DL_Hooked on the "like"

In the eighties the great hook was on drugs, especially heroin, the ultimate escape, instant Nirvana, a placid excessiveness. In the nineties it was ecstasy,  although less deadly, still attracted flight. Currently, drug use, although it is rarely  talked about in the media, continues to affect a considerable percentage of the population, and in these numbers, the oversized prescription of psychotropic drugs is included.

Today, if we were to conduct a survey on examples of being hooked on something, the most common answer would probably be: hooked on social networks. Is it comparable to the effects of a drug escape?

There are some differences: the networks require us to be extremely active, to choose stories, to prepare photos, to dress up our lives, and to link us to a social response. Perhaps, more than ever, we live in two simultaneous realities: real and digital. Sometimes they overlap, sometimes they diverge, so much so that as in the most cinematographic fictions "any resemblance to reality is mere coincidence".

What is the satisfaction with the digital world about? Some speak of "being the best version of yourself", others defend photoshop retouching, others recreate scenarios that they never had, others try to stop their lives in images of a splendid past, there are also those who make the leap towards complete falsification.

The social is woven with representations, with stories that have more or less visual support. Throughout history, cultural representations have allowed us to see the ideals of the time: values, fears, aspirations, moral criteria.

Any re-presentation of reality is precisely a “re”, a return to, a return for the second time, a return to what happened, what went on, which is all presented differently. Freud said that "reality is psychic reality", Lacan, that "truth has a fictional structure", Sabina sings that "it is a lie that more than a hundred lies do not tell the truth".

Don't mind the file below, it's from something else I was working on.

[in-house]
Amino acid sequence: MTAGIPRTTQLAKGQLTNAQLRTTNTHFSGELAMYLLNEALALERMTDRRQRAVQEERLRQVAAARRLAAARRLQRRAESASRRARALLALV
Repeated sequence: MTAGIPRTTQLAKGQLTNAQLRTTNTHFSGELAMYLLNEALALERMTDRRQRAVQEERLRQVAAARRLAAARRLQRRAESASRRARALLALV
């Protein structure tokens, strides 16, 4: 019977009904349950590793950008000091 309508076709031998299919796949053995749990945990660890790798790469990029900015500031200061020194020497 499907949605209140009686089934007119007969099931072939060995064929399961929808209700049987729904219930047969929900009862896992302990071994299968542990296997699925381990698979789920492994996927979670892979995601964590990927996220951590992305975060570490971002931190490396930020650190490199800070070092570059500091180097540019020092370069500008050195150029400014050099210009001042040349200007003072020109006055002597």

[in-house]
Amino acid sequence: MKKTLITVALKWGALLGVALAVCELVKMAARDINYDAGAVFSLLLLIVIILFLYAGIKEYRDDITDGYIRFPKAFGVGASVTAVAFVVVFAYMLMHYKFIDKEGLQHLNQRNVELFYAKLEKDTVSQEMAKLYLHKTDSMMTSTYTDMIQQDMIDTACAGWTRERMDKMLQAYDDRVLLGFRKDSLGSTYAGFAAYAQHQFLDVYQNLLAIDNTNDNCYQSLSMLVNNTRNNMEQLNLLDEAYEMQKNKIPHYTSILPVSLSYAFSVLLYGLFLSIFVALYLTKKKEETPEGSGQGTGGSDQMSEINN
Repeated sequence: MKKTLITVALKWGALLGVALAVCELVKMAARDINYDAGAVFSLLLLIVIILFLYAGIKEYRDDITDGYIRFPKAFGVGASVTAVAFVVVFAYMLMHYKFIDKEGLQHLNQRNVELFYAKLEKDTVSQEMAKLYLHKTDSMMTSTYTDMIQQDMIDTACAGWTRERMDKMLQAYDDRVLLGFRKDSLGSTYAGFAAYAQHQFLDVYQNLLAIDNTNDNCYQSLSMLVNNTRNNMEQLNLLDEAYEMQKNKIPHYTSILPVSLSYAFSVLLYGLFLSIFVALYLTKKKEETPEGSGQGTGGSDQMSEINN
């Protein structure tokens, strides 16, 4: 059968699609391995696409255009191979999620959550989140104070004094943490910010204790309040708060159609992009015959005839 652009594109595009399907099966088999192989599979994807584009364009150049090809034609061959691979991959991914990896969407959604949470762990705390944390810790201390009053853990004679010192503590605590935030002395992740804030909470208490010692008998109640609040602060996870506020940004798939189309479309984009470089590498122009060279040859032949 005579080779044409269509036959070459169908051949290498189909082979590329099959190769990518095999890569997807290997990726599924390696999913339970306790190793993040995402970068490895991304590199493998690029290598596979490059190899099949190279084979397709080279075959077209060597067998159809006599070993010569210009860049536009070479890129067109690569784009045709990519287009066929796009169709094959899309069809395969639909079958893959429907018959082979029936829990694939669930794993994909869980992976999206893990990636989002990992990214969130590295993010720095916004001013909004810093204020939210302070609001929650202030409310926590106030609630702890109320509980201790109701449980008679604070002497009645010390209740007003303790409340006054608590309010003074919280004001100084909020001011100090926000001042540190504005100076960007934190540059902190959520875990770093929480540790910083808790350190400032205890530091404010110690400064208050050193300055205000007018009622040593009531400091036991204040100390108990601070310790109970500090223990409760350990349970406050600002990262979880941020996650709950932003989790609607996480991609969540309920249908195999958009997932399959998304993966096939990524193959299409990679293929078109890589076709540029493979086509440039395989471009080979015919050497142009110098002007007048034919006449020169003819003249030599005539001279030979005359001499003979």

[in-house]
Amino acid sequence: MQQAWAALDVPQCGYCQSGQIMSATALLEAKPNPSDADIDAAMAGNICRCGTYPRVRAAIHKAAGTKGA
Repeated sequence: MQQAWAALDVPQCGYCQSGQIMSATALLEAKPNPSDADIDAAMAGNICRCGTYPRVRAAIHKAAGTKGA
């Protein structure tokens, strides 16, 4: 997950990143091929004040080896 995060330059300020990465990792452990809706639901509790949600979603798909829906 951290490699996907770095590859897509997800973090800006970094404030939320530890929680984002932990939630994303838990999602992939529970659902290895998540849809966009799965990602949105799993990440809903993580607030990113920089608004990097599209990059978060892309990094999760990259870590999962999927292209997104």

The reality of the facts always maintains a distance from the ideal. Today, with the image of the ideal, the digitally designed ideal, that distance becomes more acute. Digital processing allows us to get out of the real context, from the corporeal as a receptacle of pleasures and discomforts, towards a projected ideal where those difficulties of the human condition that the market strives to solve through reference images are hidden.

But we're not going to get moralistic. This is not the place to talk about what is right or wrong, or what is more or less convenient. What interests us is: what is the nature of digital reality? What is its function?

In such a fast-paced context, in a consumer society with dangling carrot approaches to advertisements or in that non-stop speed of suffocating aspirations, could social networks provide us with a small oasis to imagine ourselves in a recognised social place or a rest in that goal that we look helplessly in the distance towards? There is a certain placidity in that virtual social network, framed by likes, a solitary enjoyment as well, a "break" that, paradoxically, tends to voracity, which starts another frantic race, the accumulation of likes. Where our freedom is in that circuit, will have to be the subject of another post.

Cristina Andrés